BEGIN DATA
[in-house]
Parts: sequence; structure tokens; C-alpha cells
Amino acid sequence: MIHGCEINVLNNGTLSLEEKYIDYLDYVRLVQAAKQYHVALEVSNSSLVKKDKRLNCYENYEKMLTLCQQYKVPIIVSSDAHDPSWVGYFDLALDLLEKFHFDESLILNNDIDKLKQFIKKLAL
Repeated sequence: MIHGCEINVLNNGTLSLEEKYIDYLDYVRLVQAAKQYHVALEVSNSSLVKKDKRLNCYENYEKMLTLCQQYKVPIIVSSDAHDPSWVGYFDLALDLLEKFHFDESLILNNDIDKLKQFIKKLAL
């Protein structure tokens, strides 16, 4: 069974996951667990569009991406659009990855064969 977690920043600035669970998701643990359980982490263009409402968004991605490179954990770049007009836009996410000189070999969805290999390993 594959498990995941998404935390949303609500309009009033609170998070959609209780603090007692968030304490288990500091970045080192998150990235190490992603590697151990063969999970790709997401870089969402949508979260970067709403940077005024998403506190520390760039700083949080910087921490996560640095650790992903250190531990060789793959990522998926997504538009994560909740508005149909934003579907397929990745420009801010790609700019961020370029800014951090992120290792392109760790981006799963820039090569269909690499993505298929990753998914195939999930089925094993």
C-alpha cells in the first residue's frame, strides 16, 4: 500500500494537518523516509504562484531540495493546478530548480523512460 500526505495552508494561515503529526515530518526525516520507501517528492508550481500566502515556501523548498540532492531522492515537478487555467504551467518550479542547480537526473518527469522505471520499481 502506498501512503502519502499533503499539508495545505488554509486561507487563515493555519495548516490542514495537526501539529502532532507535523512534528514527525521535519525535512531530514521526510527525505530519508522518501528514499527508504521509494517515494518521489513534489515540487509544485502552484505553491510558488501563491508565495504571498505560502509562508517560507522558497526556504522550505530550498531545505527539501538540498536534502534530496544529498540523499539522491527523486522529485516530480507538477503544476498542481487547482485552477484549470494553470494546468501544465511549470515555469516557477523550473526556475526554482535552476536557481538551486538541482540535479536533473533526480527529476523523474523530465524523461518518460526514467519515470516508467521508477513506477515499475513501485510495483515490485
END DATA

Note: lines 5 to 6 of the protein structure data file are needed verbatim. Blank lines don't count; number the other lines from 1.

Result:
């Protein structure tokens, strides 16, 4: 069974996951667990569009991406659009990855064969 977690920043600035669970998701643990359980982490263009409402968004991605490179954990770049007009836009996410000189070999969805290999390993 594959498990995941998404935390949303609500309009009033609170998070959609209780603090007692968030304490288990500091970045080192998150990235190490992603590697151990063969999970790709997401870089969402949508979260970067709403940077005024998403506190520390760039700083949080910087921490996560640095650790992903250190531990060789793959990522998926997504538009994560909740508005149909934003579907397929990745420009801010790609700019961020370029800014951090992120290792392109760790981006799963820039090569269909690499993505298929990753998914195939999930089925094993």
C-alpha cells in the first residue's frame, strides 16, 4: 500500500494537518523516509504562484531540495493546478530548480523512460 500526505495552508494561515503529526515530518526525516520507501517528492508550481500566502515556501523548498540532492531522492515537478487555467504551467518550479542547480537526473518527469522505471520499481 502506498501512503502519502499533503499539508495545505488554509486561507487563515493555519495548516490542514495537526501539529502532532507535523512534528514527525521535519525535512531530514521526510527525505530519508522518501528514499527508504521509494517515494518521489513534489515540487509544485502552484505553491510558488501563491508565495504571498505560502509562508517560507522558497526556504522550505530550498531545505527539501538540498536534502534530496544529498540523499539522491527523486522529485516530480507538477503544476498542481487547482485552477484549470494553470494546468501544465511549470515555469516557477523550473526556475526554482535552476536557481538551486538541482540535479536533473533526480527529476523523474523530465524523461518518460526514467519515470516508467521508477513506477515499475513501485510495483515490485